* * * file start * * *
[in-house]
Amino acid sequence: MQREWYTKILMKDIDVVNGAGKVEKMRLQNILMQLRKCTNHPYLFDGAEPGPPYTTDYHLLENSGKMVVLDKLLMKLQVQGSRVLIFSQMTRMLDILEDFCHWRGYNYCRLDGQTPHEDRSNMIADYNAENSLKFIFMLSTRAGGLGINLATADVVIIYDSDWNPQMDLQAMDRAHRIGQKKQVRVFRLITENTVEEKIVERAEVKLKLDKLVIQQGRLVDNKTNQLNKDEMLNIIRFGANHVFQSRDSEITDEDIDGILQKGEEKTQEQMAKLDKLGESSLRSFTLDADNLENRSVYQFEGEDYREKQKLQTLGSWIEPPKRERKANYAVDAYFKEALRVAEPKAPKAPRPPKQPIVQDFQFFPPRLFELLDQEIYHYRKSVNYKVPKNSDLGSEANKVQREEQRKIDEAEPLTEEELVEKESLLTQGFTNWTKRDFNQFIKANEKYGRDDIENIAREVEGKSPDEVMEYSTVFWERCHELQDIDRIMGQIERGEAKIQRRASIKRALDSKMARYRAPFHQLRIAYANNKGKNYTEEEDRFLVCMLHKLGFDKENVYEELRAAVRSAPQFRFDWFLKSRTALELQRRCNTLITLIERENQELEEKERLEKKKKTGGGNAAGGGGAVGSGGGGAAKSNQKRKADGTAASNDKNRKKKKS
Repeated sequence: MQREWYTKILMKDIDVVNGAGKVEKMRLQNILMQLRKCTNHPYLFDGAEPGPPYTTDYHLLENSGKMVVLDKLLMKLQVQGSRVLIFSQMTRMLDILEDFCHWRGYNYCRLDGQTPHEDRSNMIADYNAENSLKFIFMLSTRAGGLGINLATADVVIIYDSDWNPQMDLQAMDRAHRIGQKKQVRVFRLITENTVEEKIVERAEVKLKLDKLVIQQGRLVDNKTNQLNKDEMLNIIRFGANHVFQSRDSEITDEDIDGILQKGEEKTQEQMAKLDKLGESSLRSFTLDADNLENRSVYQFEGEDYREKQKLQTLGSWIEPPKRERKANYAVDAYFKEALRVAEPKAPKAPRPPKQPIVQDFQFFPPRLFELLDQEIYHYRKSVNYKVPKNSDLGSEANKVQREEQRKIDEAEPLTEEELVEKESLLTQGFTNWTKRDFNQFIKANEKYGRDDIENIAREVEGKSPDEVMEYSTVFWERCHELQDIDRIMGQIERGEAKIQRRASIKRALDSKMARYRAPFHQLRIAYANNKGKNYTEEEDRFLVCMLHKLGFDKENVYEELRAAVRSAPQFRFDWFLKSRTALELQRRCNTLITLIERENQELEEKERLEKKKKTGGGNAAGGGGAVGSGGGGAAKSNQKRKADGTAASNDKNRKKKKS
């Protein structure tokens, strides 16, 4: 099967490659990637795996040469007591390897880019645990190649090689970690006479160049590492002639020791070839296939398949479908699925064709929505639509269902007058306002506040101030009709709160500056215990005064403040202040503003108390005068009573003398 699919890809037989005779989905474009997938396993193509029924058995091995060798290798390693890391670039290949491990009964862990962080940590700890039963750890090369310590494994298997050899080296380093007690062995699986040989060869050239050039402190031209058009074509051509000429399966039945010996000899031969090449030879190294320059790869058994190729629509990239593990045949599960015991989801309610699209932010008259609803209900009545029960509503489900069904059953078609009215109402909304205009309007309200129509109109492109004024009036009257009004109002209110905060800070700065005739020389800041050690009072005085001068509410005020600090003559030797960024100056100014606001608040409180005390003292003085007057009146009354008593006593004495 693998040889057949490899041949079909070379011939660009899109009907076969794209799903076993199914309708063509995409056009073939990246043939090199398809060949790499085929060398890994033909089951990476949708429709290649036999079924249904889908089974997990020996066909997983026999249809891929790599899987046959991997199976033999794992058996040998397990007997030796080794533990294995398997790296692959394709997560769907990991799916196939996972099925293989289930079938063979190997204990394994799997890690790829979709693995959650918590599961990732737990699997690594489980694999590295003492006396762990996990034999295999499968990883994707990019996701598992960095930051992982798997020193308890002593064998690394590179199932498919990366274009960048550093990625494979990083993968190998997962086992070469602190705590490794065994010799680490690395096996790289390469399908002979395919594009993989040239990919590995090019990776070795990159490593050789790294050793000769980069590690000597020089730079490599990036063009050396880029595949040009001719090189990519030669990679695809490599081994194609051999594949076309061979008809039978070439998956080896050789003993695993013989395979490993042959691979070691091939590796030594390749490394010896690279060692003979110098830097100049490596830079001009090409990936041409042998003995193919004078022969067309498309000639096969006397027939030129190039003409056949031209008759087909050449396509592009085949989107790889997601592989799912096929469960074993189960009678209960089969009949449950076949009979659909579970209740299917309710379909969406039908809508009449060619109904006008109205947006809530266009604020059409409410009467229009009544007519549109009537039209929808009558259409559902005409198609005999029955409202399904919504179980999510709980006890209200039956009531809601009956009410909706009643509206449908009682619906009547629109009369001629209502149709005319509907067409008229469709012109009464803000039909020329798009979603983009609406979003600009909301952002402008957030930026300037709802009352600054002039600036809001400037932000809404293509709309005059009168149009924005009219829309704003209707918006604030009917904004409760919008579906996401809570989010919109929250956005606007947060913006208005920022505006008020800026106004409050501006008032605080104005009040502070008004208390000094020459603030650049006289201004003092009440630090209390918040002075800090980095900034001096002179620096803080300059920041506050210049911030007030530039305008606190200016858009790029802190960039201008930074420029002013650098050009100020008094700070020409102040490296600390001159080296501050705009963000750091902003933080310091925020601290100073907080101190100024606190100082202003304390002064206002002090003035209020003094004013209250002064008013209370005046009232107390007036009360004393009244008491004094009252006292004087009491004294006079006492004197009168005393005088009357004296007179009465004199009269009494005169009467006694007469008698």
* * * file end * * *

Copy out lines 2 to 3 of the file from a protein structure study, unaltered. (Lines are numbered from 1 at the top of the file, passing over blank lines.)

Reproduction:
Amino acid sequence: MQREWYTKILMKDIDVVNGAGKVEKMRLQNILMQLRKCTNHPYLFDGAEPGPPYTTDYHLLENSGKMVVLDKLLMKLQVQGSRVLIFSQMTRMLDILEDFCHWRGYNYCRLDGQTPHEDRSNMIADYNAENSLKFIFMLSTRAGGLGINLATADVVIIYDSDWNPQMDLQAMDRAHRIGQKKQVRVFRLITENTVEEKIVERAEVKLKLDKLVIQQGRLVDNKTNQLNKDEMLNIIRFGANHVFQSRDSEITDEDIDGILQKGEEKTQEQMAKLDKLGESSLRSFTLDADNLENRSVYQFEGEDYREKQKLQTLGSWIEPPKRERKANYAVDAYFKEALRVAEPKAPKAPRPPKQPIVQDFQFFPPRLFELLDQEIYHYRKSVNYKVPKNSDLGSEANKVQREEQRKIDEAEPLTEEELVEKESLLTQGFTNWTKRDFNQFIKANEKYGRDDIENIAREVEGKSPDEVMEYSTVFWERCHELQDIDRIMGQIERGEAKIQRRASIKRALDSKMARYRAPFHQLRIAYANNKGKNYTEEEDRFLVCMLHKLGFDKENVYEELRAAVRSAPQFRFDWFLKSRTALELQRRCNTLITLIERENQELEEKERLEKKKKTGGGNAAGGGGAVGSGGGGAAKSNQKRKADGTAASNDKNRKKKKS
Repeated sequence: MQREWYTKILMKDIDVVNGAGKVEKMRLQNILMQLRKCTNHPYLFDGAEPGPPYTTDYHLLENSGKMVVLDKLLMKLQVQGSRVLIFSQMTRMLDILEDFCHWRGYNYCRLDGQTPHEDRSNMIADYNAENSLKFIFMLSTRAGGLGINLATADVVIIYDSDWNPQMDLQAMDRAHRIGQKKQVRVFRLITENTVEEKIVERAEVKLKLDKLVIQQGRLVDNKTNQLNKDEMLNIIRFGANHVFQSRDSEITDEDIDGILQKGEEKTQEQMAKLDKLGESSLRSFTLDADNLENRSVYQFEGEDYREKQKLQTLGSWIEPPKRERKANYAVDAYFKEALRVAEPKAPKAPRPPKQPIVQDFQFFPPRLFELLDQEIYHYRKSVNYKVPKNSDLGSEANKVQREEQRKIDEAEPLTEEELVEKESLLTQGFTNWTKRDFNQFIKANEKYGRDDIENIAREVEGKSPDEVMEYSTVFWERCHELQDIDRIMGQIERGEAKIQRRASIKRALDSKMARYRAPFHQLRIAYANNKGKNYTEEEDRFLVCMLHKLGFDKENVYEELRAAVRSAPQFRFDWFLKSRTALELQRRCNTLITLIERENQELEEKERLEKKKKTGGGNAAGGGGAVGSGGGGAAKSNQKRKADGTAASNDKNRKKKKS